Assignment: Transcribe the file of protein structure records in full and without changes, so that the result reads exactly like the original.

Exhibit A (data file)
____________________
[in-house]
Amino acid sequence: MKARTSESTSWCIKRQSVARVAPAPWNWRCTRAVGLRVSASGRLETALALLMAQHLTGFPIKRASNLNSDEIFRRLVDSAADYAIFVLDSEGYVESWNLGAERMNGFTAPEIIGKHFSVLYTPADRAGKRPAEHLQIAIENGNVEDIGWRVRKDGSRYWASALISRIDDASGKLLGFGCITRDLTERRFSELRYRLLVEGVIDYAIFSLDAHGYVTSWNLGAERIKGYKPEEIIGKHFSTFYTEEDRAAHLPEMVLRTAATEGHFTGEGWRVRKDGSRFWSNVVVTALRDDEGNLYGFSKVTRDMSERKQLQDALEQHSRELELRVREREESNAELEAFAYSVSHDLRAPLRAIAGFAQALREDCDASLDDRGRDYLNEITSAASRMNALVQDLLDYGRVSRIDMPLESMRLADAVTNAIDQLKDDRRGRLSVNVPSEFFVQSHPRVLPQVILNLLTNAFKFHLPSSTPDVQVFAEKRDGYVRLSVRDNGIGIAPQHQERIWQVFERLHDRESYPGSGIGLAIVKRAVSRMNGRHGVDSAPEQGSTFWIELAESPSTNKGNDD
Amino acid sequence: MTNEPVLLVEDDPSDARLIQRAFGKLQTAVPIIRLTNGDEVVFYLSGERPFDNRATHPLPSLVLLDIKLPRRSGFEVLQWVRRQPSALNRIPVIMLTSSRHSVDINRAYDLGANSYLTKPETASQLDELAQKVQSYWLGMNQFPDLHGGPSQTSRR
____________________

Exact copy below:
[in-house]
Amino acid sequence: MKARTSESTSWCIKRQSVARVAPAPWNWRCTRAVGLRVSASGRLETALALLMAQHLTGFPIKRASNLNSDEIFRRLVDSAADYAIFVLDSEGYVESWNLGAERMNGFTAPEIIGKHFSVLYTPADRAGKRPAEHLQIAIENGNVEDIGWRVRKDGSRYWASALISRIDDASGKLLGFGCITRDLTERRFSELRYRLLVEGVIDYAIFSLDAHGYVTSWNLGAERIKGYKPEEIIGKHFSTFYTEEDRAAHLPEMVLRTAATEGHFTGEGWRVRKDGSRFWSNVVVTALRDDEGNLYGFSKVTRDMSERKQLQDALEQHSRELELRVREREESNAELEAFAYSVSHDLRAPLRAIAGFAQALREDCDASLDDRGRDYLNEITSAASRMNALVQDLLDYGRVSRIDMPLESMRLADAVTNAIDQLKDDRRGRLSVNVPSEFFVQSHPRVLPQVILNLLTNAFKFHLPSSTPDVQVFAEKRDGYVRLSVRDNGIGIAPQHQERIWQVFERLHDRESYPGSGIGLAIVKRAVSRMNGRHGVDSAPEQGSTFWIELAESPSTNKGNDD
Amino acid sequence: MTNEPVLLVEDDPSDARLIQRAFGKLQTAVPIIRLTNGDEVVFYLSGERPFDNRATHPLPSLVLLDIKLPRRSGFEVLQWVRRQPSALNRIPVIMLTSSRHSVDINRAYDLGANSYLTKPETASQLDELAQKVQSYWLGMNQFPDLHGGPSQTSRR